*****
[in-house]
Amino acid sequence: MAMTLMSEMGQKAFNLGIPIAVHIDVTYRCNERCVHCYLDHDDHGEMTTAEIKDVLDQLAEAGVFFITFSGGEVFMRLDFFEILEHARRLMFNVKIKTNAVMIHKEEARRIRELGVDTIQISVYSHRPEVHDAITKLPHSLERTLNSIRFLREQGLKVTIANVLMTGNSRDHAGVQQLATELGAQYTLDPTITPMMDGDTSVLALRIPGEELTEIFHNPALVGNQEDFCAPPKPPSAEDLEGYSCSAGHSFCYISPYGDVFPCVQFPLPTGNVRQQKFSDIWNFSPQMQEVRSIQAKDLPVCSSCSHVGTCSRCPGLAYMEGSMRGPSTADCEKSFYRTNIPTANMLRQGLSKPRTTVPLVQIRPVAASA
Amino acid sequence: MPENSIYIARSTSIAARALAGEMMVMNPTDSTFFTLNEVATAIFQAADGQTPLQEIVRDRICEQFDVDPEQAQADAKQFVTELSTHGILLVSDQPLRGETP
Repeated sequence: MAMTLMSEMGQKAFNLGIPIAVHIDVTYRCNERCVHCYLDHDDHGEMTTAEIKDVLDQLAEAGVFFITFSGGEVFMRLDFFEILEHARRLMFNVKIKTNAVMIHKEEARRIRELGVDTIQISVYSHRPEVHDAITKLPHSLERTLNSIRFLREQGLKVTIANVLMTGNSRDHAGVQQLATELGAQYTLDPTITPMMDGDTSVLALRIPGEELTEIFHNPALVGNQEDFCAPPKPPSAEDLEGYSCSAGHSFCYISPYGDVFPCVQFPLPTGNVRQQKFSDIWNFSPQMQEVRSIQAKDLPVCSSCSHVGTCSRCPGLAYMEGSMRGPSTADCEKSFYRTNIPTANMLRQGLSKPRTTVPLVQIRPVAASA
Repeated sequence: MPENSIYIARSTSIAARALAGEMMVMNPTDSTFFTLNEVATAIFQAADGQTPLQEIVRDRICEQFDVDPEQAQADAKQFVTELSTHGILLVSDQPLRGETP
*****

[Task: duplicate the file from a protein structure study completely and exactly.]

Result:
[in-house]
Amino acid sequence: MAMTLMSEMGQKAFNLGIPIAVHIDVTYRCNERCVHCYLDHDDHGEMTTAEIKDVLDQLAEAGVFFITFSGGEVFMRLDFFEILEHARRLMFNVKIKTNAVMIHKEEARRIRELGVDTIQISVYSHRPEVHDAITKLPHSLERTLNSIRFLREQGLKVTIANVLMTGNSRDHAGVQQLATELGAQYTLDPTITPMMDGDTSVLALRIPGEELTEIFHNPALVGNQEDFCAPPKPPSAEDLEGYSCSAGHSFCYISPYGDVFPCVQFPLPTGNVRQQKFSDIWNFSPQMQEVRSIQAKDLPVCSSCSHVGTCSRCPGLAYMEGSMRGPSTADCEKSFYRTNIPTANMLRQGLSKPRTTVPLVQIRPVAASA
Amino acid sequence: MPENSIYIARSTSIAARALAGEMMVMNPTDSTFFTLNEVATAIFQAADGQTPLQEIVRDRICEQFDVDPEQAQADAKQFVTELSTHGILLVSDQPLRGETP
Repeated sequence: MAMTLMSEMGQKAFNLGIPIAVHIDVTYRCNERCVHCYLDHDDHGEMTTAEIKDVLDQLAEAGVFFITFSGGEVFMRLDFFEILEHARRLMFNVKIKTNAVMIHKEEARRIRELGVDTIQISVYSHRPEVHDAITKLPHSLERTLNSIRFLREQGLKVTIANVLMTGNSRDHAGVQQLATELGAQYTLDPTITPMMDGDTSVLALRIPGEELTEIFHNPALVGNQEDFCAPPKPPSAEDLEGYSCSAGHSFCYISPYGDVFPCVQFPLPTGNVRQQKFSDIWNFSPQMQEVRSIQAKDLPVCSSCSHVGTCSRCPGLAYMEGSMRGPSTADCEKSFYRTNIPTANMLRQGLSKPRTTVPLVQIRPVAASA
Repeated sequence: MPENSIYIARSTSIAARALAGEMMVMNPTDSTFFTLNEVATAIFQAADGQTPLQEIVRDRICEQFDVDPEQAQADAKQFVTELSTHGILLVSDQPLRGETP